But, on the other hand, I don’t believe Nussbaum’s target audience consists of people like that. Instead, I think Nussbaum writes for people who already agree with her, and who want to experience a sense of rapture from reading emotional, normative statements like “Any X properly Y ought to be Z,” followed by many paragraphs of the normative value of Z among a particularly needy group of would-be beneficiaries. Such Philosophical Prose is sure to strengthen conviction among the already-converted, and so in that sense it serves a worthy purpose.

However, we must keep in mind that the worthy purpose served by Philosophical Prose is something other than arguing for truth; it’s something more like preaching a religion.


In Which I Declare Non-Wimphood

Everyone likes to go fast, and no one likes to be a wimp. It is the primary conflict of the distance runner. Putting in solid mileage involves extremes of weather, distance, effort, zen, and perseverance; there’s nothing wimpy about that. If a runner doesn’t set aside time to pump some iron, though, he soon finds himself withering away at the upper body and shriveling to skin-and-bones. You don’t want that.

Neither do I. Thus, now having spent the better part of a year running diligently, to the exclusion of a daily strength training regimen, I find myself in what can only be called a pickle. I’ve done a lot of butch running this year; I’m all man, baby. But my muscles are fading fast. I’m told it’s not their size that counts, but how I use them – but how can I be sure?

It’s safe to say this turn of events stems from my growing obsession with GPS fitness trackers, which enable me to track my runs and almost immediately review the data interpretations of my running. It’s not that I’m obsessed with data; I’m not that much of a wimp! it’s just that when I happen to see the little “running guy” icon hovering over six of the past ten days, it makes me wonder if I can get him to hover over a seventh day. Having done that, I wonder about an eighth day. Now I’m up to nine, and ten seems like it’s right around the corner for me. See? Manly! Not wimpy.

Look, if you award me a score related to something I happen to be doing a lot anyway, I will attempt to improve that score.  Because I’m no wuss. And besides, I’m doing whatever it is anyway. Granted that there are people in the world who take this to dangerously obsessive levels, relentlessly flogging themselves for failing to improve their largely meaningless points tally. Me, I’ve been running and working out for so long that it hardly matters anymore. I am either already obsessed or I have demonstrated over the years that obsession is not a risk for me here. The reader is invited to draw her own conclusions about that, but the bottom line is that, for me, fitness trackers are more boon than bane. Bring on the arbitrary milestones!

While I’m coming clean about all this, I may as well get another one off my chest: I’ve been syncing my data with a fabulous browser-based application called Smashrun (find it at Smashrun.com), and this has taken my running to even greater manly heights. Smashrun provides all the same statistics that my nascent running apps provide (Microsoft Health, Garmin Connect, Strava, etc.), and then adds to that large dollops of additional information to binge on. Smashrun will tell you how long ago it was that you ran a similar distance, how your last run compares to other, similar runs, how it compares to similar runs ran by similar runners, what healthy or unhealthy food your calorie burn corresponds to, how many days in a row you’ve been running, and more. Then, to sweeten the pot even further, Smashrun gives you arbitrary badges and points as you log your miles, as if to say, “Hey, you’re just three days away from another bauble; why not go for it?” Dutifully, I do. Wimp? Not me!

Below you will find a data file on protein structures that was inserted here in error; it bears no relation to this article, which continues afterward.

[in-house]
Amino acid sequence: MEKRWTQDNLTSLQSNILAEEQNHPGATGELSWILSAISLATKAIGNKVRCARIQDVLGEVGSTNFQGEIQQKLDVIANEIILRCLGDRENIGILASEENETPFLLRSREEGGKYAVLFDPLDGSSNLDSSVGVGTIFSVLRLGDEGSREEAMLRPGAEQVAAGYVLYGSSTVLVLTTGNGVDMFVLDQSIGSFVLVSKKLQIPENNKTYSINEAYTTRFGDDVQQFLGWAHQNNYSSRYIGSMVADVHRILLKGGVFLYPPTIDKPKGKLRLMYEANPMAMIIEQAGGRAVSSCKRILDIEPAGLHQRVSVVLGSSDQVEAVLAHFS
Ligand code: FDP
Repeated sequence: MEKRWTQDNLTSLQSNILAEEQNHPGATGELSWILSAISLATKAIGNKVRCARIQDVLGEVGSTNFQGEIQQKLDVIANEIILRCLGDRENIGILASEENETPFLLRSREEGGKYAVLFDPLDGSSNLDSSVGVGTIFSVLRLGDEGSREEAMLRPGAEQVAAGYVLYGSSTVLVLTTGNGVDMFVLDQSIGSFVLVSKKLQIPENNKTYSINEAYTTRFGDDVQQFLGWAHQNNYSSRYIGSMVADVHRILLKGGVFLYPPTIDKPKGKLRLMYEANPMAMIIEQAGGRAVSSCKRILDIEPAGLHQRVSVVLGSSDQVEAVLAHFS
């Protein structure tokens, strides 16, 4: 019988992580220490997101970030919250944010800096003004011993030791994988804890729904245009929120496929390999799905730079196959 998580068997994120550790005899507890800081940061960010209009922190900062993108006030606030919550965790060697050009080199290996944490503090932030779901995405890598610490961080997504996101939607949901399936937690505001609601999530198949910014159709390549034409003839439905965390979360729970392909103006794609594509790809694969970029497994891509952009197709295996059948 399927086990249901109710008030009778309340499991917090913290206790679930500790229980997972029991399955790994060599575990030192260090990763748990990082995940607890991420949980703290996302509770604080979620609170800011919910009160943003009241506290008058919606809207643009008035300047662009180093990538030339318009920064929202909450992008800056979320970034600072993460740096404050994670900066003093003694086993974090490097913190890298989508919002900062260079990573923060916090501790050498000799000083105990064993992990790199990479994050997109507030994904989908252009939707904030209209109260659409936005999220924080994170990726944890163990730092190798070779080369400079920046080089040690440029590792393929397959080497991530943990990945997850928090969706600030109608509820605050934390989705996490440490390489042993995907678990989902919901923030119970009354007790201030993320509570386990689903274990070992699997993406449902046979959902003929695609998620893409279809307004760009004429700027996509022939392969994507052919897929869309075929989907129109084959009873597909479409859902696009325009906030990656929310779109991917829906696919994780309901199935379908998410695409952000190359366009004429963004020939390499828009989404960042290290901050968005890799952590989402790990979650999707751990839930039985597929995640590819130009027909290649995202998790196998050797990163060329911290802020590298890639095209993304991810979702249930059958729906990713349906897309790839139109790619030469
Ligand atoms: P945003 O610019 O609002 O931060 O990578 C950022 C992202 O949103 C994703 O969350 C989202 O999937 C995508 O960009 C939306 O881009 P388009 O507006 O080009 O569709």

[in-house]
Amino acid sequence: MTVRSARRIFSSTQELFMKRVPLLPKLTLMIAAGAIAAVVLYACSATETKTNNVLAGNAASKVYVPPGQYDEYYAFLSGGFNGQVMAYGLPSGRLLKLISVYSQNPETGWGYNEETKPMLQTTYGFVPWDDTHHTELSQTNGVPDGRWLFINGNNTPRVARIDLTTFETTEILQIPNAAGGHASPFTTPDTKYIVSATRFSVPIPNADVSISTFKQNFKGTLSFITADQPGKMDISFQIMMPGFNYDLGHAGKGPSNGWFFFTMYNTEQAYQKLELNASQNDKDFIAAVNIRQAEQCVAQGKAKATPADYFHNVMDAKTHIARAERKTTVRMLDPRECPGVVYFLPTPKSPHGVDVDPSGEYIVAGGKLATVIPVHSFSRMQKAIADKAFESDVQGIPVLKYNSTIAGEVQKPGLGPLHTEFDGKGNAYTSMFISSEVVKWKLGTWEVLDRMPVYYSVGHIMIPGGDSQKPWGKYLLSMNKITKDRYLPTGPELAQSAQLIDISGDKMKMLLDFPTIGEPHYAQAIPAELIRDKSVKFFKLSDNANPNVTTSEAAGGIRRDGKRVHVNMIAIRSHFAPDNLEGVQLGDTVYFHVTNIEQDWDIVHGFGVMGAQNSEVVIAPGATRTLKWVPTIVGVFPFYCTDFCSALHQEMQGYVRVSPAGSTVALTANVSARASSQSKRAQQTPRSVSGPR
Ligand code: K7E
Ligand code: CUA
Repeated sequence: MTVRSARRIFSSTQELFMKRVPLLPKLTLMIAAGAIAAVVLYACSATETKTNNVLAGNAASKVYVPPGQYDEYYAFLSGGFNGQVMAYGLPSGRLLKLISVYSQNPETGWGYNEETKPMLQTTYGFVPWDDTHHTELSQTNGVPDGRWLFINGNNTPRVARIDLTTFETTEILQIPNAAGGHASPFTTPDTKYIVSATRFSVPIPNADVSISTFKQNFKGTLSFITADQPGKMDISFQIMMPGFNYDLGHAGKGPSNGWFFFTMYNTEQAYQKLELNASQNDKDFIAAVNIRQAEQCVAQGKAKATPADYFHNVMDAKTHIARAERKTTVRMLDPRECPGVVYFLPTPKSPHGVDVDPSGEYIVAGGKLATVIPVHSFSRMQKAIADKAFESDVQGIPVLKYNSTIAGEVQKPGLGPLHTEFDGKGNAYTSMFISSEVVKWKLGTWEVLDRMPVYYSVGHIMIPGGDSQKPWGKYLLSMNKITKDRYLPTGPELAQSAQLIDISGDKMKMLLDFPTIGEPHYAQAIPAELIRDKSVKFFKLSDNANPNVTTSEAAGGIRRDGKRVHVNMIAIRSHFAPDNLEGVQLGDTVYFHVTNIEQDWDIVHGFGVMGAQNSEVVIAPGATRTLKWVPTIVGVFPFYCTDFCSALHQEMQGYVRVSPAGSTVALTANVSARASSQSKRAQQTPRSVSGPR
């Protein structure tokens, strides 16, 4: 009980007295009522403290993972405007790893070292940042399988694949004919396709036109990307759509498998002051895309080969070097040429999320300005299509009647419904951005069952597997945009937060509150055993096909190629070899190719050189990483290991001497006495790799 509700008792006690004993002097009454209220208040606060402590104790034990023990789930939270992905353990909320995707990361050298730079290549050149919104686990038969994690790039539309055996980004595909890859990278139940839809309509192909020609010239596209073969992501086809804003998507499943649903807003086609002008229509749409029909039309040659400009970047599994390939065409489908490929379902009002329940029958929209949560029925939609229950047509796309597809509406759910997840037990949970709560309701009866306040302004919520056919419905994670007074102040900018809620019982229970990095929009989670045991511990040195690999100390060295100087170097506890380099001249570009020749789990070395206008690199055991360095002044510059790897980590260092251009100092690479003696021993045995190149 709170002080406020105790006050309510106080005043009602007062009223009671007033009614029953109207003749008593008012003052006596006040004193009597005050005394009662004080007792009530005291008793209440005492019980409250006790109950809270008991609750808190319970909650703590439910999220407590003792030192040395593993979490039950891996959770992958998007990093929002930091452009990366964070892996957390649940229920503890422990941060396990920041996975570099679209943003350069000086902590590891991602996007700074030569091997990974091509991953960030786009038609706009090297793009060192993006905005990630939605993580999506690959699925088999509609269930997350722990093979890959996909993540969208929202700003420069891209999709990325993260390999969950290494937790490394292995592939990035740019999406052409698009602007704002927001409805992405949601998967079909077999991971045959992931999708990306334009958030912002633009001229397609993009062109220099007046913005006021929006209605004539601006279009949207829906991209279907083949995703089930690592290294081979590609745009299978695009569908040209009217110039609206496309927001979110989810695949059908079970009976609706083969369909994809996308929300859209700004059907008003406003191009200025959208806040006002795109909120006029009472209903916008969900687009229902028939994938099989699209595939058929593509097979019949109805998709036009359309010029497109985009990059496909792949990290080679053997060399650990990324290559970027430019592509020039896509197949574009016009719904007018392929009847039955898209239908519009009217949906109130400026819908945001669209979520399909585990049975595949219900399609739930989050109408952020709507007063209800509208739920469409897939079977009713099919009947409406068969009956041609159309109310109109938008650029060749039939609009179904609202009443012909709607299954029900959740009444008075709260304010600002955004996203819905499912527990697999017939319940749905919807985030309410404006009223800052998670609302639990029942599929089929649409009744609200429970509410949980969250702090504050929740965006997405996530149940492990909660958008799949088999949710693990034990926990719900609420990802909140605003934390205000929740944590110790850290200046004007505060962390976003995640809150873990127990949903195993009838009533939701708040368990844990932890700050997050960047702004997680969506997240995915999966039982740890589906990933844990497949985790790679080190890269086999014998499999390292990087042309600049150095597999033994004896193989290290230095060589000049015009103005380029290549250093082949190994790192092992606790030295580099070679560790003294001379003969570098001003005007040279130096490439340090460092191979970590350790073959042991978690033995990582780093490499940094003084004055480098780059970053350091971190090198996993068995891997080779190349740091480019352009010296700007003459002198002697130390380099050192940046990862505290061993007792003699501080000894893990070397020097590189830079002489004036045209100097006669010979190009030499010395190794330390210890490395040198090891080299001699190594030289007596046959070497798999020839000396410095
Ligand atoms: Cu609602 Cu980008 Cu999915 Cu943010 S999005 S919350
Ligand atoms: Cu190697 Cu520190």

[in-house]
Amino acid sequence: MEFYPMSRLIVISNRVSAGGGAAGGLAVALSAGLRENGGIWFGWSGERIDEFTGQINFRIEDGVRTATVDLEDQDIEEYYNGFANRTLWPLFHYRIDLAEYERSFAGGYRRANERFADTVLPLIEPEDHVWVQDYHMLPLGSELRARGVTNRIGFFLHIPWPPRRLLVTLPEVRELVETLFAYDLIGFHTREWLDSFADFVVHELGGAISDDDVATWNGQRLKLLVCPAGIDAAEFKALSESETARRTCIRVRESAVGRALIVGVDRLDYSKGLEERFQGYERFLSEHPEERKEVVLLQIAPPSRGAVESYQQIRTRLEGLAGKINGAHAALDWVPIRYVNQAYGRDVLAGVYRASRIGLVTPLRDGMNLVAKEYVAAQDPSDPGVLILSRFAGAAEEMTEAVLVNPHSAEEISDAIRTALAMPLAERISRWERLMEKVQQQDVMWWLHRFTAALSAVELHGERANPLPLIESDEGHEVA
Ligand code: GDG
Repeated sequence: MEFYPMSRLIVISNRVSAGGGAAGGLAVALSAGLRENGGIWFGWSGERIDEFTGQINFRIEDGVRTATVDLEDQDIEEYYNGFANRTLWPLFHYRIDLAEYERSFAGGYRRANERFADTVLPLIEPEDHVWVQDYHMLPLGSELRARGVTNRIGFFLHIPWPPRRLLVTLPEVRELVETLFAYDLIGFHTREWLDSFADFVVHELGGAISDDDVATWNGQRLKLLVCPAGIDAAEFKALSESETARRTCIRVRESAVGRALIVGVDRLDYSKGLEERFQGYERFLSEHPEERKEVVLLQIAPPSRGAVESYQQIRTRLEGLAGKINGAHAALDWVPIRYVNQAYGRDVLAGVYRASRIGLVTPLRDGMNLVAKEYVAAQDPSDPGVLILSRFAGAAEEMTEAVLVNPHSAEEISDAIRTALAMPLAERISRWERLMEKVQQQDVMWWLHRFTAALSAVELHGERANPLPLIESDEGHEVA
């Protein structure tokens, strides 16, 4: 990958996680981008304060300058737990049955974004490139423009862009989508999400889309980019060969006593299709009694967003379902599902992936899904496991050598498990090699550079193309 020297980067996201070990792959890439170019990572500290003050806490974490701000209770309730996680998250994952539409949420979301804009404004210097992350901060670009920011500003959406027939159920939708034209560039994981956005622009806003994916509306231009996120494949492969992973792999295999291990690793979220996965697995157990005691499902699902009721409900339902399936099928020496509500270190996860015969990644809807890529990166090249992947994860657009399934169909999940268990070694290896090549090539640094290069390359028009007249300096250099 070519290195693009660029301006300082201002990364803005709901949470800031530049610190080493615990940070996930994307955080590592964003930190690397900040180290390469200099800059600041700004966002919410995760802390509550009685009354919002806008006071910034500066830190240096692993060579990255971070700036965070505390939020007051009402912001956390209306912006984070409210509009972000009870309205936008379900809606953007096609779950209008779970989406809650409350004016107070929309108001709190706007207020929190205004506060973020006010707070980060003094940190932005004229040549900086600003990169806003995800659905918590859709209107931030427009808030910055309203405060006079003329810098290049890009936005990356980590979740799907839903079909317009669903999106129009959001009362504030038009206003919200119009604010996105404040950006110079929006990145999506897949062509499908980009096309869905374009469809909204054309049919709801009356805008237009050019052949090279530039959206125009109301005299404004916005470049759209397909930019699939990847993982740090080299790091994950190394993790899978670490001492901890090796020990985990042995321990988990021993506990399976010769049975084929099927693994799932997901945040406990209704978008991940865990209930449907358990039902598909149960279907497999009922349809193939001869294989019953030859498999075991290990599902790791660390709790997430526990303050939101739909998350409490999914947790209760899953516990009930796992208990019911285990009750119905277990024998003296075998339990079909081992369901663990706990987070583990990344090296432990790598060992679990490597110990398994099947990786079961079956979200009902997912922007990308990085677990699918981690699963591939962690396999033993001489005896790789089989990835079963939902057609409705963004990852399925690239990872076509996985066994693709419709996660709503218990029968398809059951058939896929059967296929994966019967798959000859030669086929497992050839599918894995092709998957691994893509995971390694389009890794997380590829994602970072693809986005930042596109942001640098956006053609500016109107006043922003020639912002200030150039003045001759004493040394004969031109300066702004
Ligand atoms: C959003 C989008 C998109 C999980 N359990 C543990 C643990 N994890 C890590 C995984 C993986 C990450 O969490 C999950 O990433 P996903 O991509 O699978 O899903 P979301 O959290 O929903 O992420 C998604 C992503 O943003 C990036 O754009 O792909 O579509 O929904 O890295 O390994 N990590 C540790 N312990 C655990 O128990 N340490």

And yet, the tone has changed. Earlier in the year, I was using my Microsoft Band 2 to guide me through interval training a few times per week. But since that data isn’t classified as “running data” in Microsoft Health (instead, they call it a “guided workout”), it doesn’t sync with Smashrun as a run per se. In other words, I might do five miles of interval training but never get credit for it on Smashrun. This is not a weakness with Smashrun, it’s just a data artifact. It is what it is. But since I don’t get Man Points – er, I mean arbitrary Smashrun points – for these workouts, I’ve taken to just going for a run instead! That way I get the mileage and the points and the badges and, ultimately, the cool satisfaction of knowing that I’m not a wimp.

Overall, I’d say this has worked out quite nicely for me. I’m running more often, putting in more miles, running them at a faster pace, improving my blood glucose control, and having fun while doing it. There’s just one little problem: my upper body muscle mass is disappearing. I’ve turned myself into a weakling, a wimp, a wuss, a Nancy-boy, a stick figure. You get the picture. (No, I won’t post one.)

There is one, final confounding factor here: the rotation of the Earth is too wussy for my manly ambitions. That is, there aren’t always enough hours in the day for me to succeed in strength training, and running, and then participating in all the aspects of life (such as they are) that are not directly tied to those two things. I’ve tried berating the Earth, but it doesn’t seem to be listening to me right now, so I have to cook up new ways of achieving my goal of Ultimate Tough Fitness Guy, meaning that I want to do all that running I’m doing and not lose muscle mass while I do it.